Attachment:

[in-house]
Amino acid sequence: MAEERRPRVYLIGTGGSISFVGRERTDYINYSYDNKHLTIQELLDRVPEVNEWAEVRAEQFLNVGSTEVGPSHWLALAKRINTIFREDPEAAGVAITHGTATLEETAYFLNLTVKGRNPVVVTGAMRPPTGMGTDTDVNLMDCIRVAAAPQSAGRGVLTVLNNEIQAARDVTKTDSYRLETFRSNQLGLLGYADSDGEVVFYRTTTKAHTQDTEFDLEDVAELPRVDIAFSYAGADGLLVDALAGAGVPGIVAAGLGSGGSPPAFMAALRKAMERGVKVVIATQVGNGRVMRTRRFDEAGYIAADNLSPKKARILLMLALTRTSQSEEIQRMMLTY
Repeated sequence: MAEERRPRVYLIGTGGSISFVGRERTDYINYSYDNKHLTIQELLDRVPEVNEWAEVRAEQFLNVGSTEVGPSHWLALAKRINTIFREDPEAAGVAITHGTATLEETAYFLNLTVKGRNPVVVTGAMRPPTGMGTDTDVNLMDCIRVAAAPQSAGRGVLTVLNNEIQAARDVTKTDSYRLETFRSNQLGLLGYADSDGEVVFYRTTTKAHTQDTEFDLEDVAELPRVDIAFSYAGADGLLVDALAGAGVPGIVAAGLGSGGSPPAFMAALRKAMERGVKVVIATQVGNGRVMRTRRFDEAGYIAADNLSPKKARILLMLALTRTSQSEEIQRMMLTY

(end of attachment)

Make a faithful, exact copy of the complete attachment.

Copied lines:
[in-house]
Amino acid sequence: MAEERRPRVYLIGTGGSISFVGRERTDYINYSYDNKHLTIQELLDRVPEVNEWAEVRAEQFLNVGSTEVGPSHWLALAKRINTIFREDPEAAGVAITHGTATLEETAYFLNLTVKGRNPVVVTGAMRPPTGMGTDTDVNLMDCIRVAAAPQSAGRGVLTVLNNEIQAARDVTKTDSYRLETFRSNQLGLLGYADSDGEVVFYRTTTKAHTQDTEFDLEDVAELPRVDIAFSYAGADGLLVDALAGAGVPGIVAAGLGSGGSPPAFMAALRKAMERGVKVVIATQVGNGRVMRTRRFDEAGYIAADNLSPKKARILLMLALTRTSQSEEIQRMMLTY
Repeated sequence: MAEERRPRVYLIGTGGSISFVGRERTDYINYSYDNKHLTIQELLDRVPEVNEWAEVRAEQFLNVGSTEVGPSHWLALAKRINTIFREDPEAAGVAITHGTATLEETAYFLNLTVKGRNPVVVTGAMRPPTGMGTDTDVNLMDCIRVAAAPQSAGRGVLTVLNNEIQAARDVTKTDSYRLETFRSNQLGLLGYADSDGEVVFYRTTTKAHTQDTEFDLEDVAELPRVDIAFSYAGADGLLVDALAGAGVPGIVAAGLGSGGSPPAFMAALRKAMERGVKVVIATQVGNGRVMRTRRFDEAGYIAADNLSPKKARILLMLALTRTSQSEEIQRMMLTY